The information on this page can be used as a guide when:
- doctors certify a death from natural causes – deaths not referred to the coroner
- funeral directors arrange a burial or cremation
- adding court appointed guardian details to a death record.
Funeral directors – register a death, apply for cremation permits or death certificates online.
Notice of death
The doctor who certifies the death must also notify Births, Deaths and Marriages (BDM) within 48 hours of the death.
The written notice – white copy of Doctor’s Certificate of Cause of Death – is the first advice to BDM. It will be used to confirm the death by matching information with:
- Death Registration Statement from the funeral director
- Cause of Death completed by the doctor.
The notice also alerts BDM if all related forms are not received.
Cause of death
The Doctor’s Certificate of Cause of Death must:
- provide sufficient detail and all sections must be complete
- be legible, with the doctor’s name, address and contact details
- show the cause of death – including the duration
- include any antecedent causes or contributing conditions – including the duration.
The Doctor’s Certificate of Cause of Death consists of three pages:
- white copy – (Notice of Death) deliver to the Registrar of Births, Deaths and Marriages, GPO Box 1351, Adelaide 5001 (Chesser House, 91-97 Grenfell Street, Adelaide 5000) within 48 hours of the death. Do not give this copy to the funeral director.
- yellow copy – give to the funeral director or person who is arranging burial or cremation. They are responsible for sending it to the Registrar with the Death Registration Statement.
- Blue copy – must be retained by the doctor.
Information on a death certificate is a primary source for gathering Australian mortality statistics. After a death is registered, BDM sends the certificate to the Australian Bureau of Statistics (ABS). Use the Cause of Death Certification information paper and Quick Reference on the ABS website to assist with completing the Medical Certificate of Cause of Death.
Contact BDM for printed supplies of Doctor’s Certificate of Cause of Death/Notification booklets.
Burial and cremation forms completed by the doctor
Completed forms must be forwarded to the funeral director or the person arranging the cremation or burial. Use the Notes for doctors for detailed information about identification tags and filling in all the required forms.
Form 3 – Death from natural causes – certificate of treating of examining doctor
Form 4 – Death from natural causes – certificate of second doctor
Form 5 – Death from natural causes – certificate of doctor conducting post mortem (non-coronial)
Form 6 – Partial certificate of cause of death
Form 7 – Certificate of identification of deceased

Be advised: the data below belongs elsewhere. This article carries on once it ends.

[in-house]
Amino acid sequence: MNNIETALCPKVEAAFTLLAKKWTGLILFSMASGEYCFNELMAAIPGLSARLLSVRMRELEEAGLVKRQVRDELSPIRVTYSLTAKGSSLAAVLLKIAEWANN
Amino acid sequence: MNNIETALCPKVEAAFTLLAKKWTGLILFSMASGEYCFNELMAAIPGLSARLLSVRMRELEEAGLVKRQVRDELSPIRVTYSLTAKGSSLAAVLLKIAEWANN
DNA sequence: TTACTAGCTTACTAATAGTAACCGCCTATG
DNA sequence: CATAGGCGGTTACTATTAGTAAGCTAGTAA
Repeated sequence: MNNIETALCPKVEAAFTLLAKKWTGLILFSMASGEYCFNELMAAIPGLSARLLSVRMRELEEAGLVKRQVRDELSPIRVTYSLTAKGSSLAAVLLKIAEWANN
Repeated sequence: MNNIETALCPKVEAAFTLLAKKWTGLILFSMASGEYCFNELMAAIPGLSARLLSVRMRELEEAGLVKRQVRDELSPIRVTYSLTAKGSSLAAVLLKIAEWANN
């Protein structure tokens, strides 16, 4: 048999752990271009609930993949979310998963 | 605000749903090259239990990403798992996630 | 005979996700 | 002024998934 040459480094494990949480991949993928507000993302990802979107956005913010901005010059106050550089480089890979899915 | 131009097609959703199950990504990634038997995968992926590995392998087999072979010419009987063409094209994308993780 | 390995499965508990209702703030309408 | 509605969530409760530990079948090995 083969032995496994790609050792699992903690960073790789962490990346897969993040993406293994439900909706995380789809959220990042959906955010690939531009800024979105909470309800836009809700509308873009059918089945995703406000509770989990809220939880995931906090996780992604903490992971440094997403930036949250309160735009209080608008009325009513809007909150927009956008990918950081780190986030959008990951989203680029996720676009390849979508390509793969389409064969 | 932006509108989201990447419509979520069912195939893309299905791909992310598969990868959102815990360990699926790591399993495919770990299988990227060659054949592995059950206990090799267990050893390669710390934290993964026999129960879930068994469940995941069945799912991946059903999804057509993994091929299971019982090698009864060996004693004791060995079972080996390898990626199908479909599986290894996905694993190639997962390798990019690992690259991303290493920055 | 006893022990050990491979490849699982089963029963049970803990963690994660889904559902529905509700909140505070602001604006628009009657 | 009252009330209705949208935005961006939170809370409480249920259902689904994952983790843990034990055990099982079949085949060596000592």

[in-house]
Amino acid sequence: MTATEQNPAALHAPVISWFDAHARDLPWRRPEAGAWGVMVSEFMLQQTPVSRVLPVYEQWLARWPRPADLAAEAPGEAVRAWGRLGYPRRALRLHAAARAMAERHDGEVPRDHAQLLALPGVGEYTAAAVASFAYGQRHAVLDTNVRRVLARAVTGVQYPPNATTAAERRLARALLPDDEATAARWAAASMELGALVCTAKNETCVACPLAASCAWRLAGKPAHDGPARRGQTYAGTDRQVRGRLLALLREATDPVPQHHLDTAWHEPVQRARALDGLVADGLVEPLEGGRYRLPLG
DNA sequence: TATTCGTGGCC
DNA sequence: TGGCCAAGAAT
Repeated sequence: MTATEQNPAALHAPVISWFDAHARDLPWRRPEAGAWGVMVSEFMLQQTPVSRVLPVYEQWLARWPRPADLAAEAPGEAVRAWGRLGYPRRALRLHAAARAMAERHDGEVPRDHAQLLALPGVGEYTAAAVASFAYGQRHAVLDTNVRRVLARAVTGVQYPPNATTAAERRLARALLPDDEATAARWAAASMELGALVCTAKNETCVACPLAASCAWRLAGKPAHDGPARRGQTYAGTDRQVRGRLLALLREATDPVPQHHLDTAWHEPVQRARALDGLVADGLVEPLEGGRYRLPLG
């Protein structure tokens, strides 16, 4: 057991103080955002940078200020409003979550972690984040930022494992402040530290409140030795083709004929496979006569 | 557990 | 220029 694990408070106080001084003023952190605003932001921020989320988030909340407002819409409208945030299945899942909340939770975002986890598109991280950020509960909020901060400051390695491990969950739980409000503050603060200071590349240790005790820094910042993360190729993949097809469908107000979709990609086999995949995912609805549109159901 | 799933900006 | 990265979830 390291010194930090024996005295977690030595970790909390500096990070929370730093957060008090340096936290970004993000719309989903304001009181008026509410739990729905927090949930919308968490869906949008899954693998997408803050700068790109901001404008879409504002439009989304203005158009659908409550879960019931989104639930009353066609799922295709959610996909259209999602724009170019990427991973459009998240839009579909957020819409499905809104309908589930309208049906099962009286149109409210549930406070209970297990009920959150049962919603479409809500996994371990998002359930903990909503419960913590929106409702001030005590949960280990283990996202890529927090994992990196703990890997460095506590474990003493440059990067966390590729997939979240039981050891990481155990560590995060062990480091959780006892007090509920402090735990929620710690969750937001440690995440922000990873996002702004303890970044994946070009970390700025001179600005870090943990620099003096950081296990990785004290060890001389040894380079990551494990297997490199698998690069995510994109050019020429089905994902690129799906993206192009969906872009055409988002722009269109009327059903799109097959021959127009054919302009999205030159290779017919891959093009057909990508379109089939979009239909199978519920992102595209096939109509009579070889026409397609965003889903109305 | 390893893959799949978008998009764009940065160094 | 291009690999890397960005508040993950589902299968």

Form 8 – Certificate of doctor dispensing with identification of deceased
Forms for the funeral director
The person arranging the burial or cremation must complete and lodge:
- Form 1 – Application for cremation permit
- Form 2 – Cremation permit
Note: Forms 1 and 2 must be lodged together.
Printed forms are available by Contacting BDM.
Use the Notes for funeral directors to ensure the doctor has provided all other relevant forms.
Adding a court appointed guardian to a child’s death record
A court appointed guardian can apply to have their name added to a child’s death record. The application form and information for funeral directors can be found at Register a death.
An ID tag with the person’s full name and place of death – written in permanent ink – must be securely attached to the deceased before their body can be moved.
The ID tag can be completed by:
- the doctor responsible for medical care immediately before death
- another person who personally knew the deceased
- a person who is otherwise able to confirm the identity of the deceased.
The ID tag must be large enough to display the name and place of death, and of appropriate material so it can be written on in permanent ink and cannot easily be removed from the body.
The tag needs to be attached to the left arm of the deceased. If this is not practical, attach it to the next position in the following order:
- right arm
- left leg
- right leg
- other part of the bodily remains
Early loss of pregnancy
Early loss of pregnancy commemorative certificates are available for parents who have delivered at less than 20 weeks gestation or if the gestation weight was less than 400 grams if dates can’t be confirmed – not able to be registered under the Birth, Death and Marriages Act.
A letter from a doctor or midwife confirming the loss of pregnancy is needed when applying for a commemorative certificate. Use the Statement of Early Loss of Pregnancy template and print on letterhead stationery to ensure BDM receives sufficient information.
Contact BDM for printed copies of forms and publications.